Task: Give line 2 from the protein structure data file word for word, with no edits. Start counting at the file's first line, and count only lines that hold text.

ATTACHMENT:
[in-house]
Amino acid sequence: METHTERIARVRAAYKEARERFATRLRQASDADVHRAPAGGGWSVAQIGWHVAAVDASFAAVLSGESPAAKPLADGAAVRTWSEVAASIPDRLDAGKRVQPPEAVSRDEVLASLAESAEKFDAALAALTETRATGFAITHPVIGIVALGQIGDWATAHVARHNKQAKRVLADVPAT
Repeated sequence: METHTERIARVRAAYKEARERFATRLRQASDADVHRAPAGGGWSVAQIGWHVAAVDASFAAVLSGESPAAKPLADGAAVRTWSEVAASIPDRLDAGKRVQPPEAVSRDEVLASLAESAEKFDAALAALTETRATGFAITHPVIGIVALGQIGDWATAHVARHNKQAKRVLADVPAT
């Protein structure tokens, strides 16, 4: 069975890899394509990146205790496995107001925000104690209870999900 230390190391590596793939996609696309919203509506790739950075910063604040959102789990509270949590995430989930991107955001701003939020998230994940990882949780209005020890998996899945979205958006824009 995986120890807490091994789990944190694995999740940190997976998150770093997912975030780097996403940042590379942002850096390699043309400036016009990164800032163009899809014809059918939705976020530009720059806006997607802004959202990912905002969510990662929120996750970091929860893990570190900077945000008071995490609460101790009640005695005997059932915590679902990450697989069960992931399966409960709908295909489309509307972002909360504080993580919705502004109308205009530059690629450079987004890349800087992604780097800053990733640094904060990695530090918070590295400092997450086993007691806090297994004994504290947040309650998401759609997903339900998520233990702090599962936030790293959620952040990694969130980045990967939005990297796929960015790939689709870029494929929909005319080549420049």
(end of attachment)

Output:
Amino acid sequence: METHTERIARVRAAYKEARERFATRLRQASDADVHRAPAGGGWSVAQIGWHVAAVDASFAAVLSGESPAAKPLADGAAVRTWSEVAASIPDRLDAGKRVQPPEAVSRDEVLASLAESAEKFDAALAALTETRATGFAITHPVIGIVALGQIGDWATAHVARHNKQAKRVLADVPAT